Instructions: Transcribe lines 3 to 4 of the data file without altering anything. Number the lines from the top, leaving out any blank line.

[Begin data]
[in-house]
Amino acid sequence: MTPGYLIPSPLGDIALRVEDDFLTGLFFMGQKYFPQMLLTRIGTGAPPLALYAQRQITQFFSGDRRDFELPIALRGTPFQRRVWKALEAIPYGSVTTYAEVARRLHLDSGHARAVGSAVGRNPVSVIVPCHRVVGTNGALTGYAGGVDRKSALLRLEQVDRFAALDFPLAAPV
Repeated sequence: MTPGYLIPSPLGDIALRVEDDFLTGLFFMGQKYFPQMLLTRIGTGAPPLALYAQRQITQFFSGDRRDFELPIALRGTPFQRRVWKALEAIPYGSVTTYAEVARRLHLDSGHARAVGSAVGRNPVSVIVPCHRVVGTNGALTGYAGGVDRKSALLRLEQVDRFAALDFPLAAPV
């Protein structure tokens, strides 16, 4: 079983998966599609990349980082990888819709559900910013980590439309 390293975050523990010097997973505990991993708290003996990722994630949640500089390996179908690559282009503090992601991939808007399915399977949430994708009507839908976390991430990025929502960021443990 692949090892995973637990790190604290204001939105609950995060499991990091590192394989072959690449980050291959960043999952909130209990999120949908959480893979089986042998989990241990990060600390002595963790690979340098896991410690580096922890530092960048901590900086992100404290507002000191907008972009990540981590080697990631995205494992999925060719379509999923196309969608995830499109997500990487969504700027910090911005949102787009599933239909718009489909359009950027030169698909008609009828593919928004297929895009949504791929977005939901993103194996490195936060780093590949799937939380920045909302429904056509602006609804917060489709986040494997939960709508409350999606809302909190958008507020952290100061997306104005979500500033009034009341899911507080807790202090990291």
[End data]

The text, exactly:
Repeated sequence: MTPGYLIPSPLGDIALRVEDDFLTGLFFMGQKYFPQMLLTRIGTGAPPLALYAQRQITQFFSGDRRDFELPIALRGTPFQRRVWKALEAIPYGSVTTYAEVARRLHLDSGHARAVGSAVGRNPVSVIVPCHRVVGTNGALTGYAGGVDRKSALLRLEQVDRFAALDFPLAAPV
């Protein structure tokens, strides 16, 4: 079983998966599609990349980082990888819709559900910013980590439309 390293975050523990010097997973505990991993708290003996990722994630949640500089390996179908690559282009503090992601991939808007399915399977949430994708009507839908976390991430990025929502960021443990 692949090892995973637990790190604290204001939105609950995060499991990091590192394989072959690449980050291959960043999952909130209990999120949908959480893979089986042998989990241990990060600390002595963790690979340098896991410690580096922890530092960048901590900086992100404290507002000191907008972009990540981590080697990631995205494992999925060719379509999923196309969608995830499109997500990487969504700027910090911005949102787009599933239909718009489909359009950027030169698909008609009828593919928004297929895009949504791929977005939901993103194996490195936060780093590949799937939380920045909302429904056509602006609804917060489709986040494997939960709508409350999606809302909190958008507020952290100061997306104005979500500033009034009341899911507080807790202090990291």